RoVE Bulletin #5

Diana Blake eNews, News, RoVE

Kia ora koutou,

The year is racing by and while the Reform of Vocational Education (RoVE) has been keeping us busy, we are very happy with the direction of current developments, both in terms of the reforms and the continued growth of Infrastructure trainees and apprentices.

Our Transition Plan was submitted to the Tertiary Education Commission (TEC) last month following extensive feedback from employers, industry partners and training providers. As I am sure you are aware, we have proposed a shift of our Arranging Training functions into Te Pūkenga. Our Standard Setting functions will transition into Waihanga Ara Rau Construction and Infrastructure Workforce Development Council (CIWDC).

A huge thank you to everyone who took time to provide feedback during this consultation. Your input enabled us to create a plan we believe puts Infrastructure in the best position to benefit from the reforms, providing a strong industry voice and retaining the skills and expertise of the Connexis team.

Myself and my counterpart at Comeptenz, Fiona Kingsford, presented our Transition Plans to the TEC Programme Board in late May, where they were positively received. The feedback from the Programme Board was that they were filled with confidence that the first transitions were well planned and that the positive and proactive approach of the “first mover” Transitional Industry Trianing Organisations (TITOs) will smooth the way for other TITOs to follow.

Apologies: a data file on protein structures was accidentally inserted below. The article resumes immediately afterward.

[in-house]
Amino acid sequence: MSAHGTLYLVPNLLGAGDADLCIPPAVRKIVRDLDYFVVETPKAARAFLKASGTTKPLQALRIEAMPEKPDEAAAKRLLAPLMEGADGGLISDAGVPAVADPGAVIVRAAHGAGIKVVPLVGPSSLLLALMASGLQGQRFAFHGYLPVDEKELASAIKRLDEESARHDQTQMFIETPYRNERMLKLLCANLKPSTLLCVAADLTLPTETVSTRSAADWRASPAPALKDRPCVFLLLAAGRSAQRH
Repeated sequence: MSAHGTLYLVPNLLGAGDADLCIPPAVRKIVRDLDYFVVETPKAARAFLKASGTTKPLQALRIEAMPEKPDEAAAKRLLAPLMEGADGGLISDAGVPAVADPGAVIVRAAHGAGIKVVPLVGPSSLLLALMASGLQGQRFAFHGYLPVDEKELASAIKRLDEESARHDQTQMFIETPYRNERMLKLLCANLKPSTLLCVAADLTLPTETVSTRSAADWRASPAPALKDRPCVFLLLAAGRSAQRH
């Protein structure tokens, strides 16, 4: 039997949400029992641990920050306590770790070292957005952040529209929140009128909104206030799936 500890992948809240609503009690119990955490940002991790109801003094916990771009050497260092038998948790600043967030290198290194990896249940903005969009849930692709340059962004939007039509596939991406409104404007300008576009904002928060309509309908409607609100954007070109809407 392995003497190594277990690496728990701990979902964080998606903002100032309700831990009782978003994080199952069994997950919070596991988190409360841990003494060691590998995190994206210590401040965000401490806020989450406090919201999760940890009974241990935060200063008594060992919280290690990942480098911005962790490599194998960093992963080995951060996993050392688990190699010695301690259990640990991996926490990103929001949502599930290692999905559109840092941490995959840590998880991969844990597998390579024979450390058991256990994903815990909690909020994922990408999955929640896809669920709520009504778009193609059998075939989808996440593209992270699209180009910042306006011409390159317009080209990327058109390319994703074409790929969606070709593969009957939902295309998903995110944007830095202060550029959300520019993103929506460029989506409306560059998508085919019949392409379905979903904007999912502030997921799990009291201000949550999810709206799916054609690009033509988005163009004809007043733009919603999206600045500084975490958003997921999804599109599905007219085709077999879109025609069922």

We have been invited to present to the TEC Board for final approval later this month.

Meanwhile, our core business continues to thrive. Yet more funding for both Infrastructure and vocational learning in the latest Budget are adding further impetus to strong growth in trainee numbers, especially in the central North Island. We are not only relying on organic growth however and we continue to invest in lifting the profile of our industries to leverage the current market factors, improving access to vocational learning, and providing better support to learners throughout their training.

We all approach change differently. Given this, we are conscious of providing the right support to our people through the second half of this year. While we are confident there is room for every one of our skilled and committed staff in the new system, we are all aware change will start to occur in the third quarter of 2021 and the way we work together will be different. 

Change is coming. We are excited to be taking advantage of all the opportunities it brings, and mindful that we want to bring all of our people along on the journey with us.

Kia ora rawa atu,

Kaarin Gaukrodger
Chief Executive

WDCs gear up for Day One

The WDCs were first announced in 2019. Since then, there has been a lot of work happening behind the scenes but limited news about these important bodies that are soon to take on the Standard Setting (SS) functions of transitioning ITOs. However, the six WDCs have been passed into law and will come into effect on or about Friday 11 June. 

What is Standard Setting?
Standard Setting means:

  • setting standards,
  • developing qualifications,
  • helping shape the curriculum,
  • moderating assessments,
  • endorsing programmes, and
  • advising employers.

It is one of the two main functions of TITOs; the other being Arranging Training, which includes:

  • developing programmes,